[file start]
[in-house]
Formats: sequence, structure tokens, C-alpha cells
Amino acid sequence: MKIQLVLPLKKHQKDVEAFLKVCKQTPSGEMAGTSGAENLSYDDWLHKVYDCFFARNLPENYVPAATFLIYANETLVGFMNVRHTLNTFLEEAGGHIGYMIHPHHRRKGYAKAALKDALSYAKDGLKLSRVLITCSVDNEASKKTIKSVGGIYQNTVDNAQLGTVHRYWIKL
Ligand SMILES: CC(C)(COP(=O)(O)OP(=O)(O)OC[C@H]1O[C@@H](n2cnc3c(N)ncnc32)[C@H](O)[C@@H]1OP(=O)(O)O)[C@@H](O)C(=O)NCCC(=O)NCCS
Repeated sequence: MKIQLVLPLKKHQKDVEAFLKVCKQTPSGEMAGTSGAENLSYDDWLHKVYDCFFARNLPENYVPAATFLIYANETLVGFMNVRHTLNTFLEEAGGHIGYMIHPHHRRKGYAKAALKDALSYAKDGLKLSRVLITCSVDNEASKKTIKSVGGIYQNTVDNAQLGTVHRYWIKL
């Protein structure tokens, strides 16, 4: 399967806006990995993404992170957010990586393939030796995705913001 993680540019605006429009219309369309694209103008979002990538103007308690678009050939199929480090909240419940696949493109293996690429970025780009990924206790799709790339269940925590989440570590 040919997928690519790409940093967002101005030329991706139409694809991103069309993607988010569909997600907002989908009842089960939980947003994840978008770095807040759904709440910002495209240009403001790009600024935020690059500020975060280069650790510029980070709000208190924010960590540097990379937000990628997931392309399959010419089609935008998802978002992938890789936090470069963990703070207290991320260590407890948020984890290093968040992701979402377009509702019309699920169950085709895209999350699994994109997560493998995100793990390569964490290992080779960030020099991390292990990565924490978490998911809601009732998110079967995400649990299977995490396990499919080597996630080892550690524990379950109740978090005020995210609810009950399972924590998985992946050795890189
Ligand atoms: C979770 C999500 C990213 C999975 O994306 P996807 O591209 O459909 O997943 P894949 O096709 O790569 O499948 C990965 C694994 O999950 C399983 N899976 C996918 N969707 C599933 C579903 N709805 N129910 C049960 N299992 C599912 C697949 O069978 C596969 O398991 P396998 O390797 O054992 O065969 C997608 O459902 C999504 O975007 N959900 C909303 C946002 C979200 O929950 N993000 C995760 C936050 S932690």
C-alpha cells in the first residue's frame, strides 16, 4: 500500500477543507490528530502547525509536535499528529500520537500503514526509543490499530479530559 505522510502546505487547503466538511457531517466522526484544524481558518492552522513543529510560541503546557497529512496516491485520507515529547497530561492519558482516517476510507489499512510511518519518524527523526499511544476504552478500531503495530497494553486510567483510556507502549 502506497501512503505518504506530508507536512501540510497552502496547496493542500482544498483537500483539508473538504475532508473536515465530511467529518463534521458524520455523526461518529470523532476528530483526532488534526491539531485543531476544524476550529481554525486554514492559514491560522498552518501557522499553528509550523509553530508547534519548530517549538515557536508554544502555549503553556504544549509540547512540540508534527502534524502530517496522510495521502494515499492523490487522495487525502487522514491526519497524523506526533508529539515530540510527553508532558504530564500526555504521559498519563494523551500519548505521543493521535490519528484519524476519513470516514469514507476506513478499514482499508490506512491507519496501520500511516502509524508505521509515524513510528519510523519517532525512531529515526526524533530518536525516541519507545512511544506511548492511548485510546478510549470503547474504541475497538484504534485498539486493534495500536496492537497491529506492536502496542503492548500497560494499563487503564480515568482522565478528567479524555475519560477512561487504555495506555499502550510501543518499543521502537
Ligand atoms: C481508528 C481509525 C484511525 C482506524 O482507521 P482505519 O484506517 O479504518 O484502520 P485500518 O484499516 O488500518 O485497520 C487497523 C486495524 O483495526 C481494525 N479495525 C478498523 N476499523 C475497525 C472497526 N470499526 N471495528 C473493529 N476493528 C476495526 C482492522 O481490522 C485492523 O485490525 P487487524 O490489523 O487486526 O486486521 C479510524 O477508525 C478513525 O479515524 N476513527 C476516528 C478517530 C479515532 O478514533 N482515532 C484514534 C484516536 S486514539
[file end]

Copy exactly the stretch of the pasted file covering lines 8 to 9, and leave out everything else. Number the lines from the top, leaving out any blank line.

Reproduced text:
C-alpha cells in the first residue's frame, strides 16, 4: 500500500477543507490528530502547525509536535499528529500520537500503514526509543490499530479530559 505522510502546505487547503466538511457531517466522526484544524481558518492552522513543529510560541503546557497529512496516491485520507515529547497530561492519558482516517476510507489499512510511518519518524527523526499511544476504552478500531503495530497494553486510567483510556507502549 502506497501512503505518504506530508507536512501540510497552502496547496493542500482544498483537500483539508473538504475532508473536515465530511467529518463534521458524520455523526461518529470523532476528530483526532488534526491539531485543531476544524476550529481554525486554514492559514491560522498552518501557522499553528509550523509553530508547534519548530517549538515557536508554544502555549503553556504544549509540547512540540508534527502534524502530517496522510495521502494515499492523490487522495487525502487522514491526519497524523506526533508529539515530540510527553508532558504530564500526555504521559498519563494523551500519548505521543493521535490519528484519524476519513470516514469514507476506513478499514482499508490506512491507519496501520500511516502509524508505521509515524513510528519510523519517532525512531529515526526524533530518536525516541519507545512511544506511548492511548485510546478510549470503547474504541475497538484504534485498539486493534495500536496492537497491529506492536502496542503492548500497560494499563487503564480515568482522565478528567479524555475519560477512561487504555495506555499502550510501543518499543521502537
Ligand atoms: C481508528 C481509525 C484511525 C482506524 O482507521 P482505519 O484506517 O479504518 O484502520 P485500518 O484499516 O488500518 O485497520 C487497523 C486495524 O483495526 C481494525 N479495525 C478498523 N476499523 C475497525 C472497526 N470499526 N471495528 C473493529 N476493528 C476495526 C482492522 O481490522 C485492523 O485490525 P487487524 O490489523 O487486526 O486486521 C479510524 O477508525 C478513525 O479515524 N476513527 C476516528 C478517530 C479515532 O478514533 N482515532 C484514534 C484516536 S486514539